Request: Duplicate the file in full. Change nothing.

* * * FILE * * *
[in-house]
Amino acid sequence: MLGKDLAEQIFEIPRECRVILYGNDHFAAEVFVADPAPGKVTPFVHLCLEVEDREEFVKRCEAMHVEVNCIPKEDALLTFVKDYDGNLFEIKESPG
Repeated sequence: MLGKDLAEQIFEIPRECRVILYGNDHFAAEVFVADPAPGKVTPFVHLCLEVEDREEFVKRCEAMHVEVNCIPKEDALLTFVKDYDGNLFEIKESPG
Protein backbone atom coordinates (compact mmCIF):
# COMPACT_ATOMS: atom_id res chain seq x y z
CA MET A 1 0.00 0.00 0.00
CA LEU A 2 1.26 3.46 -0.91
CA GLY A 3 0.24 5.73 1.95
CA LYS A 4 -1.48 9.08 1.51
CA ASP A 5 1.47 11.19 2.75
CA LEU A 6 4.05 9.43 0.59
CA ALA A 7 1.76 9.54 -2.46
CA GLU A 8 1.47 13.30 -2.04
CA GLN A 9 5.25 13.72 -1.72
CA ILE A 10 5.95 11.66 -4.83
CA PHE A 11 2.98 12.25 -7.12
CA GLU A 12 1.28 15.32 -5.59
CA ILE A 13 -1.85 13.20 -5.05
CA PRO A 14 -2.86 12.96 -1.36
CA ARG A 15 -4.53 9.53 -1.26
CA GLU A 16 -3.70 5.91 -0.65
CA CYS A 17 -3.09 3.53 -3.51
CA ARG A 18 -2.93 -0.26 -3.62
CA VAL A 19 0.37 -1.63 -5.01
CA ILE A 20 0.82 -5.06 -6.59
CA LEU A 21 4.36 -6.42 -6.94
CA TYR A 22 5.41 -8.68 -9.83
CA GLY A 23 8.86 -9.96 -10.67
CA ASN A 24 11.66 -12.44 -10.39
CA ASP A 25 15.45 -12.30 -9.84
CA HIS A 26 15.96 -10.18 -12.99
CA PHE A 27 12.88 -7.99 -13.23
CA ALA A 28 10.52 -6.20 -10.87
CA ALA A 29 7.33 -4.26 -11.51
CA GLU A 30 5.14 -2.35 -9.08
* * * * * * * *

[in-house]
Amino acid sequence: MLGKDLAEQIFEIPRECRVILYGNDHFAAEVFVADPAPGKVTPFVHLCLEVEDREEFVKRCEAMHVEVNCIPKEDALLTFVKDYDGNLFEIKESPG
Repeated sequence: MLGKDLAEQIFEIPRECRVILYGNDHFAAEVFVADPAPGKVTPFVHLCLEVEDREEFVKRCEAMHVEVNCIPKEDALLTFVKDYDGNLFEIKESPG
Protein backbone atom coordinates (compact mmCIF):
# COMPACT_ATOMS: atom_id res chain seq x y z
CA MET A 1 0.00 0.00 0.00
CA LEU A 2 1.26 3.46 -0.91
CA GLY A 3 0.24 5.73 1.95
CA LYS A 4 -1.48 9.08 1.51
CA ASP A 5 1.47 11.19 2.75
CA LEU A 6 4.05 9.43 0.59
CA ALA A 7 1.76 9.54 -2.46
CA GLU A 8 1.47 13.30 -2.04
CA GLN A 9 5.25 13.72 -1.72
CA ILE A 10 5.95 11.66 -4.83
CA PHE A 11 2.98 12.25 -7.12
CA GLU A 12 1.28 15.32 -5.59
CA ILE A 13 -1.85 13.20 -5.05
CA PRO A 14 -2.86 12.96 -1.36
CA ARG A 15 -4.53 9.53 -1.26
CA GLU A 16 -3.70 5.91 -0.65
CA CYS A 17 -3.09 3.53 -3.51
CA ARG A 18 -2.93 -0.26 -3.62
CA VAL A 19 0.37 -1.63 -5.01
CA ILE A 20 0.82 -5.06 -6.59
CA LEU A 21 4.36 -6.42 -6.94
CA TYR A 22 5.41 -8.68 -9.83
CA GLY A 23 8.86 -9.96 -10.67
CA ASN A 24 11.66 -12.44 -10.39
CA ASP A 25 15.45 -12.30 -9.84
CA HIS A 26 15.96 -10.18 -12.99
CA PHE A 27 12.88 -7.99 -13.23
CA ALA A 28 10.52 -6.20 -10.87
CA ALA A 29 7.33 -4.26 -11.51
CA GLU A 30 5.14 -2.35 -9.08